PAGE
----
Date on Master's Thesis/Doctoral Dissertation
JB Speed School of Engineering
Committee Co-Chair (if applicable)
additive manufacturing; aerospace; ARENA; Simio; MRO; supply chain
This thesis investigates how additive manufacturing (AM) based on-demand part production can supplement or replace the traditional production and inventory in typical aerospace’s spare parts supply chain systems. This study focuses on the operational characteristics of AM and its impacts on the overall logistics of plant-level operations. To capture the microscopic operational aspects of the AM production, a discrete-event simulation based approach was adopted, with key AM operation resources (e.g. AM system, operator) and attributes (e.g. AM manufacturing speed, individual part characteristics and demands) accounted for in the modeling process. In addition, a benchmark warehouse inventory model was also established separately based on classic theories, which was subsequently utilized to create a cost/benefit analysis for the AM based part supply strategies versus the traditional strategies. The results from virtual experiments with these models were analyzed in order to gain an understanding of the operational characteristics (e.g., production cost, system utilization, lead time) as a function of various production policies such as machine/operator configurations and part prioritization. Data analysis shows cost savings for AM as an alternative to warehousing under high penalty scenarios. Results also indicate higher cost savings with the addition of extra machines over extra operators to meet capacity. Finally, analysis shows that reprioritizing orders waiting in a queue has higher savings when assessing due date and penalty outcomes.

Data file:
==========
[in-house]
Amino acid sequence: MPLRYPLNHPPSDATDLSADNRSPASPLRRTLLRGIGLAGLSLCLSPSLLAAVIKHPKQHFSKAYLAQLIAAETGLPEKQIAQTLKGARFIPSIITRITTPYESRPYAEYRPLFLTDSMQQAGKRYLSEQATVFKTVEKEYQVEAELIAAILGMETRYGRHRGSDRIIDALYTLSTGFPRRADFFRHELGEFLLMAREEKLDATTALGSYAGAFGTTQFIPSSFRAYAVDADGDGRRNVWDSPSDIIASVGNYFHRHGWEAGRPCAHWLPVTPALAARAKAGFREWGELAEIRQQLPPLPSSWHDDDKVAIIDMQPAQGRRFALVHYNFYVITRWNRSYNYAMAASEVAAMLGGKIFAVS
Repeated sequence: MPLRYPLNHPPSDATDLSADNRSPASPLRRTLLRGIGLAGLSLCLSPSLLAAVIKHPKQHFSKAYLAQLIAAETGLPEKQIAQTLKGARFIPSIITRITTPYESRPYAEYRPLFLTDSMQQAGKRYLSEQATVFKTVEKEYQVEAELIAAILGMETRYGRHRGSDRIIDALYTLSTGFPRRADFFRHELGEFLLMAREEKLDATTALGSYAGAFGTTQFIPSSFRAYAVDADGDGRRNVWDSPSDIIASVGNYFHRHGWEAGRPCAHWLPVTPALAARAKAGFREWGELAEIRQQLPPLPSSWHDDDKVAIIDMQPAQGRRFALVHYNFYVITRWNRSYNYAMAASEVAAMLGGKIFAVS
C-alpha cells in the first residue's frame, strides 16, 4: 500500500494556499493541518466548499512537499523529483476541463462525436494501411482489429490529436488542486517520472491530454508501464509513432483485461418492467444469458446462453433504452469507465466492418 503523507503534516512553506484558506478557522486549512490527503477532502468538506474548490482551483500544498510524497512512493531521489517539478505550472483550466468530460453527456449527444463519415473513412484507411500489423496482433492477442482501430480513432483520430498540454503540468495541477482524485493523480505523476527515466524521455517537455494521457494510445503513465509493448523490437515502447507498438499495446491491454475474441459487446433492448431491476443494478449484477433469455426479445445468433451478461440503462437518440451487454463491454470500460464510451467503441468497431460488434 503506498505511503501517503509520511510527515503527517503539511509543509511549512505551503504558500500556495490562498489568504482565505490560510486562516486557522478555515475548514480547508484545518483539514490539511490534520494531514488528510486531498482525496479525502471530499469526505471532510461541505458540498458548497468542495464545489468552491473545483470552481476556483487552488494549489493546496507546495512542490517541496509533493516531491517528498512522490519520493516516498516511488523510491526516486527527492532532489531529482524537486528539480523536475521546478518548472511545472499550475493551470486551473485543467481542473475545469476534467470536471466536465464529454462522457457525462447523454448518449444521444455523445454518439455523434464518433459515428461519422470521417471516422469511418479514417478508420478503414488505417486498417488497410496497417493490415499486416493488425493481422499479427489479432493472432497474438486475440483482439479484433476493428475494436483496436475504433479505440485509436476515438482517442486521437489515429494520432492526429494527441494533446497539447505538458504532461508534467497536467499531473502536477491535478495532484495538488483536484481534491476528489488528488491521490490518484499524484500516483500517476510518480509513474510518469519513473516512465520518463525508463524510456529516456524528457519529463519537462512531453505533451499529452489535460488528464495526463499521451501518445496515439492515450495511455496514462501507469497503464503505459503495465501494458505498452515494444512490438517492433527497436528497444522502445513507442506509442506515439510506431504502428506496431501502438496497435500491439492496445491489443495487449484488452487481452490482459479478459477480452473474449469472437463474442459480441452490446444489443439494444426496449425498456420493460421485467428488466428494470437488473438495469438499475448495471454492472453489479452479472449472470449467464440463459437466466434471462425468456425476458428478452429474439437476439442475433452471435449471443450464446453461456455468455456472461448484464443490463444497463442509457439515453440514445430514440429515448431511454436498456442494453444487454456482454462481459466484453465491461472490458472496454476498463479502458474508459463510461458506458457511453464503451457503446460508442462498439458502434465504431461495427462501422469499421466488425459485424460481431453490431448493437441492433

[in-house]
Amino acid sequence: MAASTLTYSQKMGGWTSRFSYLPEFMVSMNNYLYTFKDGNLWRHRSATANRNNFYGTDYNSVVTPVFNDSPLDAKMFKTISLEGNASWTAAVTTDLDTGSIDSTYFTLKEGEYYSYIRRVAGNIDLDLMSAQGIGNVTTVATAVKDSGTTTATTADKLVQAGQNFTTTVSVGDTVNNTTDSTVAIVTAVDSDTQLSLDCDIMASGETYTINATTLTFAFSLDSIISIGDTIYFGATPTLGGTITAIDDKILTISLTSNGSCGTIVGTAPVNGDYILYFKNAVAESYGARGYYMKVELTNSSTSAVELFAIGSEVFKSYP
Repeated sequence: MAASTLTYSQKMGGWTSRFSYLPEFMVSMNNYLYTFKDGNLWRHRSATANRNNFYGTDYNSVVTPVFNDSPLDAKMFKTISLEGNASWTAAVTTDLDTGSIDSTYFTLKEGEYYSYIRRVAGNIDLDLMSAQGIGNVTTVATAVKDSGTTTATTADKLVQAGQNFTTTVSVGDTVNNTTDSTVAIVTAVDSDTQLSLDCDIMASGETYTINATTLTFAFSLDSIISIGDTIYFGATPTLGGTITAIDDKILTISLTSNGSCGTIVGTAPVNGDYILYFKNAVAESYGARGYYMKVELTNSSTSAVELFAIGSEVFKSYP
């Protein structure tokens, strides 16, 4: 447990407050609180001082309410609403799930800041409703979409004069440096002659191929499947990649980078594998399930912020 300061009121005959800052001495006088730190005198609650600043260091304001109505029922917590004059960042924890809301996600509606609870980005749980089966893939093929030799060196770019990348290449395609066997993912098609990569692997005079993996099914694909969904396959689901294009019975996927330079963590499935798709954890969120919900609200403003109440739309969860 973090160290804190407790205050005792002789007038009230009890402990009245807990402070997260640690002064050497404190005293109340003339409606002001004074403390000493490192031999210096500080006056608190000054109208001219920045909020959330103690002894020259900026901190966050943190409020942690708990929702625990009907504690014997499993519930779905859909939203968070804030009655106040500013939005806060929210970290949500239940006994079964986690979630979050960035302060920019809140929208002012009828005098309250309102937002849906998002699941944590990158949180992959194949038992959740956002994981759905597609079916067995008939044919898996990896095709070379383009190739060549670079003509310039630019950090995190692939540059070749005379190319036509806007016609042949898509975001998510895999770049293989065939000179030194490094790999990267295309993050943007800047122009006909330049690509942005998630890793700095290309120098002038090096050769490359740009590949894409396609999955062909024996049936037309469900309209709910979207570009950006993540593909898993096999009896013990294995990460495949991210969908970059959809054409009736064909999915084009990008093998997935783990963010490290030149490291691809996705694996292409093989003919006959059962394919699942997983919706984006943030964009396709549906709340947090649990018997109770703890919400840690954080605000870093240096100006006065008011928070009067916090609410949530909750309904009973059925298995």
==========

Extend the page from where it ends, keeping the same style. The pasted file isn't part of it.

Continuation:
O'Brien, Kyle, "Determining the efficacy of additive manufacturing for the aerospace spare parts supply chain" (2020). Electronic Theses and Dissertations. Paper 3350.
Retrieved from https://ir.library.louisville.edu/etd/3350